Good Vibes

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Photo courtesy of Christian Tamburr

Christian Tamburr is building a new music legacy in the Triangle


Christian Tamburr’s sense of humor comes in handy in his professional life. The Apex resident and accomplished musician has played in more than 60 countries alongside legendary performers and with his namesake quintet. It makes a great conversation starter until he reveals that he’s a vibraphonist, leaving some people to wonder if he plays in a symphony or, perhaps, with “Weird Al” Yankovic. 

As Tamburr relaxes in his home production studio, he notes the makeup of the Christian Tamburr Quintet, pointing out that “there’s a drum, there’s a bass”—then he tilts his head toward his instrument—“and there’s whatever people think that thing is.”

The vibraphone is the more sophisticated cousin of the xylophone. Rather than short, staccato sounds, the vibraphone produces longer notes and melodies that lend the percussion instrument not only to jazz, but also classical music. It takes just seconds to understand Tamburr’s virtuosity when he picks up the mallets, sometimes four at once, and makes them dance across the metal bars.

Tamburr, who has recorded six jazz albums, grew up in Merritt Island, Florida, playing a guitar given to him by his father and a baby grand piano he inherited from a great aunt. By the time he discovered the vibraphone in the eighth grade jazz band, there was no turning back. At 14, he was playing jam sessions with accomplished musicians, eventually joining a band called Swingerhead that recorded a hit pop song, “Pick Up The Phone,” in 1998. “We were just in the right time and right place,” Tamburr says. “Now I was traveling every other weekend to play [clubs], all while in high school and trying to get math homework done.”

Never content to be just a niche musician, Tamburr cultivated his broader musical interests to become an accomplished piano player, composer and arranger. He has gone on to serve as musical director and pianist for Las Vegas magicians Penn & Teller and renowned Spanish singer-songwriter Julio Iglesias. Along the way, he has provided musical memories in the lives of basketball legend Michael Jordan and actress Julia Roberts.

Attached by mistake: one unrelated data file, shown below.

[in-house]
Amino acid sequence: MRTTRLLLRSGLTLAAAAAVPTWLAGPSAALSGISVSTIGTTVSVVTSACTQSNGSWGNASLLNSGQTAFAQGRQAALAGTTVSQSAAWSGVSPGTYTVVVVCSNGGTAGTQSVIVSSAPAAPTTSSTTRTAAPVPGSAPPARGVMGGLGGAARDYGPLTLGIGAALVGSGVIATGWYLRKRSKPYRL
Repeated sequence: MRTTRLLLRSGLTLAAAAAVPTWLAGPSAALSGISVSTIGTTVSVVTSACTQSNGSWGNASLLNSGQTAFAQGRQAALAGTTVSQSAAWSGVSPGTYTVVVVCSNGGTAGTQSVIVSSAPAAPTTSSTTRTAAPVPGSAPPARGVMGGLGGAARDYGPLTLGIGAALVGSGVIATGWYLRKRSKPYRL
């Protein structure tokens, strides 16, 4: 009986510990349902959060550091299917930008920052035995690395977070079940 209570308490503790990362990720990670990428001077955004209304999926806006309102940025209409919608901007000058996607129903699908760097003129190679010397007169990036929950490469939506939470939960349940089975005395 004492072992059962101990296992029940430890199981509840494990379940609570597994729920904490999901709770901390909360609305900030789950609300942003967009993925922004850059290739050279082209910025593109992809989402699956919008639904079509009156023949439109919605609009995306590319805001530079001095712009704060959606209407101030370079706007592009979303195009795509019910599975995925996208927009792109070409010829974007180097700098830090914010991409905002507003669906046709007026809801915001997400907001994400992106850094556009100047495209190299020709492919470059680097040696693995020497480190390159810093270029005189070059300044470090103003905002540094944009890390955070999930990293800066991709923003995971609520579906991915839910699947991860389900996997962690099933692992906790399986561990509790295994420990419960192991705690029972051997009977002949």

After seven years in Las Vegas, Tamburr and his family moved to the Triangle in 2019 when his wife, Shaina, accepted a position with Cisco Systems. They have a 7-year-old daughter and an almost-2-year-old son. When not traveling with his quintet, Tamburr composes music for other artists, films and projects. Now, with roots in the Triangle, he has established the Legacy of Jazz Series, bringing some of the country’s top musicians to perform alongside his group at The Cary Theater and Fuquay-Varina Arts Center. Not bad for a guy who says with a smile, “Nobody needs a vibraphonist.”

What was your first big break?

I was 20 going to the University of North Florida, and I got a call saying we need a special guest soloist to feature with a jazz band five nights a week at the Bellagio. I called my parents. I packed up my stuff and drove with my dad in the minivan out to Las Vegas, and was playing at the Bellagio at 20 years old. 

At some point, you went from being a sought-after vibraphonist to being a band leader.

I was always the special guest. I never really felt like I was part of the band. So when I was 22 or 23, I started to play my own material. I wanted to have my own band. I could be a sideman and get called for gigs, or I could go be the one who makes the calls. That [became] the Christian Tamburr Quartet, and I had to be there.

I was 24 and I released my first record, called “Move.” A guy reached out to me from Starbucks. They were doing these coffee and jazz gift sets—a CD, a cup, a bag of coffee. I think there were over 150,000 records that went out with the gift sets. My music was everywhere, apparently. That was a huge first step into jazz radio. That was an incredible launching board going into my next record. 

How did you wind up working with Penn & Teller?

The second or third night I was playing in Vegas, Penn was hanging out. He was a fan. I didn’t even know I could have a fan like that. We actually became friends. I went to see his show and Penn asked me what I thought. I told him it would be better if Teller played vibraphone in the act. So I taught Teller to play and I started writing music to support their act.

You toured as the pianist with Julio Iglesias, one of the top-selling vocalists in history. How did you get the job?

They called me No. 9 because I was the ninth guy to try to get the gig. The gig is to play the parts exactly the way he wants them, without added embellishments. I realized that very quickly, and I think a lot of guys maybe didn’t want to conform to that.